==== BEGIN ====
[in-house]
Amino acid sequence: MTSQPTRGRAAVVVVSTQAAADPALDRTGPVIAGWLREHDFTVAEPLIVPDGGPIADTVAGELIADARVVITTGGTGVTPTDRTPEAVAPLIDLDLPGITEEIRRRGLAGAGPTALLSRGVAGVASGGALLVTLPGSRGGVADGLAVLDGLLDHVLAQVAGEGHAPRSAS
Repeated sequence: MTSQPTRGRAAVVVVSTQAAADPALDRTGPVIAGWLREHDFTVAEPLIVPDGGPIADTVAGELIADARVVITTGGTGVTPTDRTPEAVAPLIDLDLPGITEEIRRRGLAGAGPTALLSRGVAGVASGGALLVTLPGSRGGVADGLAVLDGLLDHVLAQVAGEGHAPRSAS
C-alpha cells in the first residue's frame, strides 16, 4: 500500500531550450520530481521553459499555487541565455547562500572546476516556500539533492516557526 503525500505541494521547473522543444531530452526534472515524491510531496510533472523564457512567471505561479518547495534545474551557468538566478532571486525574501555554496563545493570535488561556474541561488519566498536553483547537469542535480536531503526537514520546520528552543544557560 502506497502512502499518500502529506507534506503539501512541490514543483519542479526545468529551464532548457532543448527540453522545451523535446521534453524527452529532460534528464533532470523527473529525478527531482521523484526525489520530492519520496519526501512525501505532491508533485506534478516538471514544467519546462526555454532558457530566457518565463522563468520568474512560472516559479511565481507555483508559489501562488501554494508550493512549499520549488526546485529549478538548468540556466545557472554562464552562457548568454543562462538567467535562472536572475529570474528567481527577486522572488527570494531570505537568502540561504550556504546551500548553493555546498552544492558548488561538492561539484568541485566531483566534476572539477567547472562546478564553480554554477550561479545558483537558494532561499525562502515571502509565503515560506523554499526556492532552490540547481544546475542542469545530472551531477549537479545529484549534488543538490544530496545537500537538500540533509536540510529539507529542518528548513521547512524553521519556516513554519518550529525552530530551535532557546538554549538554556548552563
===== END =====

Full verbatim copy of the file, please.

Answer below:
[in-house]
Amino acid sequence: MTSQPTRGRAAVVVVSTQAAADPALDRTGPVIAGWLREHDFTVAEPLIVPDGGPIADTVAGELIADARVVITTGGTGVTPTDRTPEAVAPLIDLDLPGITEEIRRRGLAGAGPTALLSRGVAGVASGGALLVTLPGSRGGVADGLAVLDGLLDHVLAQVAGEGHAPRSAS
Repeated sequence: MTSQPTRGRAAVVVVSTQAAADPALDRTGPVIAGWLREHDFTVAEPLIVPDGGPIADTVAGELIADARVVITTGGTGVTPTDRTPEAVAPLIDLDLPGITEEIRRRGLAGAGPTALLSRGVAGVASGGALLVTLPGSRGGVADGLAVLDGLLDHVLAQVAGEGHAPRSAS
C-alpha cells in the first residue's frame, strides 16, 4: 500500500531550450520530481521553459499555487541565455547562500572546476516556500539533492516557526 503525500505541494521547473522543444531530452526534472515524491510531496510533472523564457512567471505561479518547495534545474551557468538566478532571486525574501555554496563545493570535488561556474541561488519566498536553483547537469542535480536531503526537514520546520528552543544557560 502506497502512502499518500502529506507534506503539501512541490514543483519542479526545468529551464532548457532543448527540453522545451523535446521534453524527452529532460534528464533532470523527473529525478527531482521523484526525489520530492519520496519526501512525501505532491508533485506534478516538471514544467519546462526555454532558457530566457518565463522563468520568474512560472516559479511565481507555483508559489501562488501554494508550493512549499520549488526546485529549478538548468540556466545557472554562464552562457548568454543562462538567467535562472536572475529570474528567481527577486522572488527570494531570505537568502540561504550556504546551500548553493555546498552544492558548488561538492561539484568541485566531483566534476572539477567547472562546478564553480554554477550561479545558483537558494532561499525562502515571502509565503515560506523554499526556492532552490540547481544546475542542469545530472551531477549537479545529484549534488543538490544530496545537500537538500540533509536540510529539507529542518528548513521547512524553521519556516513554519518550529525552530530551535532557546538554549538554556548552563